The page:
You might think that it is, but it’s actually a parallel world. It doesn’t retread the “secret society that is existing alongside our own” theme that every other book-movie has done to death. Panem is its own world with its own rules and aesthetics, making us love getting to know it just as much as we love getting to know the other characters.
We Respond to Mortality.
When your hook is that everyone is going to die, you’re much more likely to pay attention to what the characters are actually going through. After all, they may not be around a few scenes later.
The mortality of the series is what makes the story connect. The sorrow and persistent grief on the faces of every character should depress us, but it actually makes us appreciate this imaginary world and the nightmares they experience.
That’s all I really need to say, but a persistent thought kept nagging at me throughout Catching Fire. Katniss is not that great. She just appears great, much in the way that the movie is all about appearances, so is the “beauty” and character of Katniss. She cares for very little outside of her own family and loved ones.
Everyone wants her to be like Harry Potter and just solve everyone’s problems for them. She’s a symbol of hope, but that’s about it. Otherwise, she’s a resourceful hunter who will do anything to survive and protect certain people. She’s basically Booker Dewitt.
That’s why we love watching her make decisions and reacting to the well-written story. She’s strong, smart and capable, but she’s also unpredictable. When we expect her to be a hero, she waivers. When she is presented with a good or evil choice, she chooses the one that best suits her, which we see in Catching Fire.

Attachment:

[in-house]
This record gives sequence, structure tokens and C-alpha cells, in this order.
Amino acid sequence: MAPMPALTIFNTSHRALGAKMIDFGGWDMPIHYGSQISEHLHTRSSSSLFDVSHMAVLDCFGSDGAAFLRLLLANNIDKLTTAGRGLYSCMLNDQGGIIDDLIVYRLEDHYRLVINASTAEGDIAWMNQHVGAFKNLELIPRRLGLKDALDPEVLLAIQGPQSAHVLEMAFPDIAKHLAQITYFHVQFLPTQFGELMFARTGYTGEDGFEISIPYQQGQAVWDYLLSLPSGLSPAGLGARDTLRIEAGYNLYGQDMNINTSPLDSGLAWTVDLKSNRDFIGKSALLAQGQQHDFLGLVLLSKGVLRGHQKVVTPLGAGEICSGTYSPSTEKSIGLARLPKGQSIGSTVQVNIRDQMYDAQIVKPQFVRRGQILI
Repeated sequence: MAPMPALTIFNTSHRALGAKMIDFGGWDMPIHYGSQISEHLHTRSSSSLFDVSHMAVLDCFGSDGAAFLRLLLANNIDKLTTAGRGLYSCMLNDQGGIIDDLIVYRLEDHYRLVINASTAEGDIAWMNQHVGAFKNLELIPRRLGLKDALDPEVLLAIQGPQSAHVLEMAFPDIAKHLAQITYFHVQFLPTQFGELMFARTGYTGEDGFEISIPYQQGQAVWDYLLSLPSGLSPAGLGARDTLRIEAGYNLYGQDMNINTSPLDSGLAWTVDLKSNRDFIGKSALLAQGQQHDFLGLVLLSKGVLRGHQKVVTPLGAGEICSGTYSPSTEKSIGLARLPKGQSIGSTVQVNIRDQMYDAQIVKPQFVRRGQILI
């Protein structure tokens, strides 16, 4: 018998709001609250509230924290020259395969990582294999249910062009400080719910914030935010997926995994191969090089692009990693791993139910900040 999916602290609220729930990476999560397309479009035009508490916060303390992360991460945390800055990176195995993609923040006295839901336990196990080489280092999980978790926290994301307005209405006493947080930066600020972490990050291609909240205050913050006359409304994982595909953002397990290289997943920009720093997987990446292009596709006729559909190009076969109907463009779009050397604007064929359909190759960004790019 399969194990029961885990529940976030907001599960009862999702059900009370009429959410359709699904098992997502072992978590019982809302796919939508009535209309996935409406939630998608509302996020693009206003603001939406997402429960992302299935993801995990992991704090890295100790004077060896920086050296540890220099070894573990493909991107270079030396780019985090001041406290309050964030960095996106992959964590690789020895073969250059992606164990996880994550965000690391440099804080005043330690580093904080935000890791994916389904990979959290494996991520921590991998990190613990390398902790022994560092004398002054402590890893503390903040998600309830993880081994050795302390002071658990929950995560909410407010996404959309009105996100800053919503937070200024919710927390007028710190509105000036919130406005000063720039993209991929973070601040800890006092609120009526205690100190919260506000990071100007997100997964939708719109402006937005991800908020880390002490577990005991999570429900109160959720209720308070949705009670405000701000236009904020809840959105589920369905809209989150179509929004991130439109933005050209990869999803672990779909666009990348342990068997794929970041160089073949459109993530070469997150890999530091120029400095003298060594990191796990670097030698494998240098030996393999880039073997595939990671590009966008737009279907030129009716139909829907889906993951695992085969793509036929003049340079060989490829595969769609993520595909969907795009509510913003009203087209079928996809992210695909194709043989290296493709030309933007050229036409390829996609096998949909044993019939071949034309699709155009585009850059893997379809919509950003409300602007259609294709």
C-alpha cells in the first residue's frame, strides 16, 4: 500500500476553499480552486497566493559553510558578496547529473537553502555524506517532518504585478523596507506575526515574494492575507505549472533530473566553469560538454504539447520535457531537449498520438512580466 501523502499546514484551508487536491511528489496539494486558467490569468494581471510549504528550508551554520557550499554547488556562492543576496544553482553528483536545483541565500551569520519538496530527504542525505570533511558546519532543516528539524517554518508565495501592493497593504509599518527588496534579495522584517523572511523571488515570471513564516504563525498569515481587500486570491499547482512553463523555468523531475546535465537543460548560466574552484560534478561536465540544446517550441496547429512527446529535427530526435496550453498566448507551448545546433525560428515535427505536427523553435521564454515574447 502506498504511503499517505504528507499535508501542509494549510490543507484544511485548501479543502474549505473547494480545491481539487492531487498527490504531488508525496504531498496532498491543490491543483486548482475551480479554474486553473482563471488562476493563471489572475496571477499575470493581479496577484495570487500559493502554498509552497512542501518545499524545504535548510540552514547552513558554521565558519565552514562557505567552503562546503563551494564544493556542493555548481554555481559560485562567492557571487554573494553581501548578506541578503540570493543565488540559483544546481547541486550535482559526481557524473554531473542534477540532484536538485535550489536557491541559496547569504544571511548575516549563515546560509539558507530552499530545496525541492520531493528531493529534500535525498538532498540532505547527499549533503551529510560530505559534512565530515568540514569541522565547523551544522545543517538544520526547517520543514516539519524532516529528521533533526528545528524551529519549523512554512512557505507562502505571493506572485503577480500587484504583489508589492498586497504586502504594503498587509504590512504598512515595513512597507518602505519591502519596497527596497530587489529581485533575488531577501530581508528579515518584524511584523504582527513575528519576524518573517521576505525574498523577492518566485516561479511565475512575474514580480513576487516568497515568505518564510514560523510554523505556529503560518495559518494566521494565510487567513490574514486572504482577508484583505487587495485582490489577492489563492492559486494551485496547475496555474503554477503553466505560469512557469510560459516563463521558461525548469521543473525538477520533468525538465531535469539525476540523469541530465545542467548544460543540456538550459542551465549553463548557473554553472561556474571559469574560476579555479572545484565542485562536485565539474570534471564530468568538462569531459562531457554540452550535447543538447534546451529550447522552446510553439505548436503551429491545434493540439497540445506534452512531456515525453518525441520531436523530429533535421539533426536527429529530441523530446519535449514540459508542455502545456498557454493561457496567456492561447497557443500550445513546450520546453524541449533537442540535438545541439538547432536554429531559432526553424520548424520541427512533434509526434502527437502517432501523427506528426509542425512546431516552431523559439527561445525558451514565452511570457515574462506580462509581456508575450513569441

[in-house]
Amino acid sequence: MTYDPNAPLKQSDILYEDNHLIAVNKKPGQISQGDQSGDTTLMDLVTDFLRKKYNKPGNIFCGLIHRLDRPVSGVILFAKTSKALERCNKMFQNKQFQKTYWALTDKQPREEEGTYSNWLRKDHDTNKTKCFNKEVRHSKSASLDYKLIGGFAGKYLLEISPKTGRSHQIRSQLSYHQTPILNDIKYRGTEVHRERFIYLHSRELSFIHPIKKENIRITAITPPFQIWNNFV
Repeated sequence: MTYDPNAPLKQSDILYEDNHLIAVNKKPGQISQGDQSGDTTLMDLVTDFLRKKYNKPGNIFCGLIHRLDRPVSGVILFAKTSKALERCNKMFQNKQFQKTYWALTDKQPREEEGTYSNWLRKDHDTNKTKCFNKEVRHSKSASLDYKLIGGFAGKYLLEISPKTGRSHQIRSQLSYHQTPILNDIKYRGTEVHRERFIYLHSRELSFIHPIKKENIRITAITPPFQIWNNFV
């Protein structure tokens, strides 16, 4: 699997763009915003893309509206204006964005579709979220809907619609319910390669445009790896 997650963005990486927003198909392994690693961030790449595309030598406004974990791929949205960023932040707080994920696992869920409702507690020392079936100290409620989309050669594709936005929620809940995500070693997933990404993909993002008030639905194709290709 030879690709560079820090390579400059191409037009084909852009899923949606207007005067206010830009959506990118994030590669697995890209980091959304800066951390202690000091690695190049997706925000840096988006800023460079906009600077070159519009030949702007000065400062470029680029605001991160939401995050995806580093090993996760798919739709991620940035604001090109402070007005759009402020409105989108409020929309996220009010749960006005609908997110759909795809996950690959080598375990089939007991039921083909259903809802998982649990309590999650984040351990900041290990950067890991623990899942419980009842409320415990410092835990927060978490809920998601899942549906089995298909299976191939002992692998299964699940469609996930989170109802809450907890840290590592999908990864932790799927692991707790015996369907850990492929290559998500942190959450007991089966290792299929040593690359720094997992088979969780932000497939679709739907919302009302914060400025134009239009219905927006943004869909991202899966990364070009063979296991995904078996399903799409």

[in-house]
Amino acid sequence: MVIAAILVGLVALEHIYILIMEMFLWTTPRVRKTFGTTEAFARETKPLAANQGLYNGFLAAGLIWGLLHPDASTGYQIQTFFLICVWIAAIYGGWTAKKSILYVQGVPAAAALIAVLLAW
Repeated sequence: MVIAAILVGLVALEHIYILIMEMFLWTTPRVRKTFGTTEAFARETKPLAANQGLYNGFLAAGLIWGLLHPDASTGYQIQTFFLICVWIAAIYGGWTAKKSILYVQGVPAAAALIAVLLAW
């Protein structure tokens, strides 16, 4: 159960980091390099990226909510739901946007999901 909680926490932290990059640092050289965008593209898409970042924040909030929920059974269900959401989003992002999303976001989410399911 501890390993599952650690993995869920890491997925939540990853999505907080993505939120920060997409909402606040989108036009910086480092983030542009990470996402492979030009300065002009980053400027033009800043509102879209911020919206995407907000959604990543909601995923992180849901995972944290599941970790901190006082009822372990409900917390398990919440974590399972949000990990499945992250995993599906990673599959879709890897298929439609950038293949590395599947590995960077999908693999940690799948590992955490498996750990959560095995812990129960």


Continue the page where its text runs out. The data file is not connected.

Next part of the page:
This persistent conflict of emotions is especially transparent if you read the books (and you really should). Her thoughts are right there on the pages, which you don’t get from the movies despite Jennifer Lawrence absolutely selling the character.
It Goes Over The Heads of Most People.
Except teenagers. They get it. One of the first recommendations for this franchise I ever heard was from a 16-year-old girl who said something along these lines:
“It’s not just about kids killing each other or an oppressive government. It’s about how everything you do hinges on superficial things like how you look and come across.”
She was completely right. The Hunger Games is about people using *cough reality television *cough to dress up serious themes as entertainment. It’s about appealing to the masses and keeping people in line. Why else do you think teenagers get this better than anyone else? They’re still going through the brunt of something we adults have become desensitized to.
When I finished watching Catching Fire, I immediately bought the book Mockingjay and started reading the conclusion. I obviously won’t spoil anything, but you learn a lot about the other side of the revolution and the themes get even deeper. It makes me wonder why we pull our punches in so many other books and movies when it comes to teenagers.
The Hunger Games isn’t the greatest thing ever (though sometimes it feels like it is), but it is extremely special. It teaches teenagers lessons that many of us adults don’t even know, and it’s a well-developed book (and movie) on top of that.